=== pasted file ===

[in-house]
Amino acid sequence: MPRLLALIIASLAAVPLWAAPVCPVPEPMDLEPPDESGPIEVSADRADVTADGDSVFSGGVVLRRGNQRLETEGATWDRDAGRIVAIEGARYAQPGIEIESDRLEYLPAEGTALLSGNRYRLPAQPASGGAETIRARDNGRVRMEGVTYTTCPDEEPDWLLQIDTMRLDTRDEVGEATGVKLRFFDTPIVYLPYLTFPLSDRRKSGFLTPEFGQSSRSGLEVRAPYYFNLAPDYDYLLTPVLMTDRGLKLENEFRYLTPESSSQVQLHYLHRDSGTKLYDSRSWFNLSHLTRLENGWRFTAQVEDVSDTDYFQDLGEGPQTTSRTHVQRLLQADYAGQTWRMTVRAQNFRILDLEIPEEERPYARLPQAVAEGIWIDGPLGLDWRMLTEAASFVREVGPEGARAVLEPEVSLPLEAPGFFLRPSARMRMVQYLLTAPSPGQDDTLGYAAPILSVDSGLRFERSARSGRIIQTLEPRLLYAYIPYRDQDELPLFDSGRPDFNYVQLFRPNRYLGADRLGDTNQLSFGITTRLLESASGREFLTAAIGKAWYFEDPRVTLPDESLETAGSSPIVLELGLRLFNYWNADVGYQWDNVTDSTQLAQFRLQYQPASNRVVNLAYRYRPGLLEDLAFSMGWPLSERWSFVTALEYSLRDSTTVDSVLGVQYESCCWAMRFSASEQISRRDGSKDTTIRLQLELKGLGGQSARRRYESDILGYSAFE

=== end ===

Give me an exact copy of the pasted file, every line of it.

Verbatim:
[in-house]
Amino acid sequence: MPRLLALIIASLAAVPLWAAPVCPVPEPMDLEPPDESGPIEVSADRADVTADGDSVFSGGVVLRRGNQRLETEGATWDRDAGRIVAIEGARYAQPGIEIESDRLEYLPAEGTALLSGNRYRLPAQPASGGAETIRARDNGRVRMEGVTYTTCPDEEPDWLLQIDTMRLDTRDEVGEATGVKLRFFDTPIVYLPYLTFPLSDRRKSGFLTPEFGQSSRSGLEVRAPYYFNLAPDYDYLLTPVLMTDRGLKLENEFRYLTPESSSQVQLHYLHRDSGTKLYDSRSWFNLSHLTRLENGWRFTAQVEDVSDTDYFQDLGEGPQTTSRTHVQRLLQADYAGQTWRMTVRAQNFRILDLEIPEEERPYARLPQAVAEGIWIDGPLGLDWRMLTEAASFVREVGPEGARAVLEPEVSLPLEAPGFFLRPSARMRMVQYLLTAPSPGQDDTLGYAAPILSVDSGLRFERSARSGRIIQTLEPRLLYAYIPYRDQDELPLFDSGRPDFNYVQLFRPNRYLGADRLGDTNQLSFGITTRLLESASGREFLTAAIGKAWYFEDPRVTLPDESLETAGSSPIVLELGLRLFNYWNADVGYQWDNVTDSTQLAQFRLQYQPASNRVVNLAYRYRPGLLEDLAFSMGWPLSERWSFVTALEYSLRDSTTVDSVLGVQYESCCWAMRFSASEQISRRDGSKDTTIRLQLELKGLGGQSARRRYESDILGYSAFE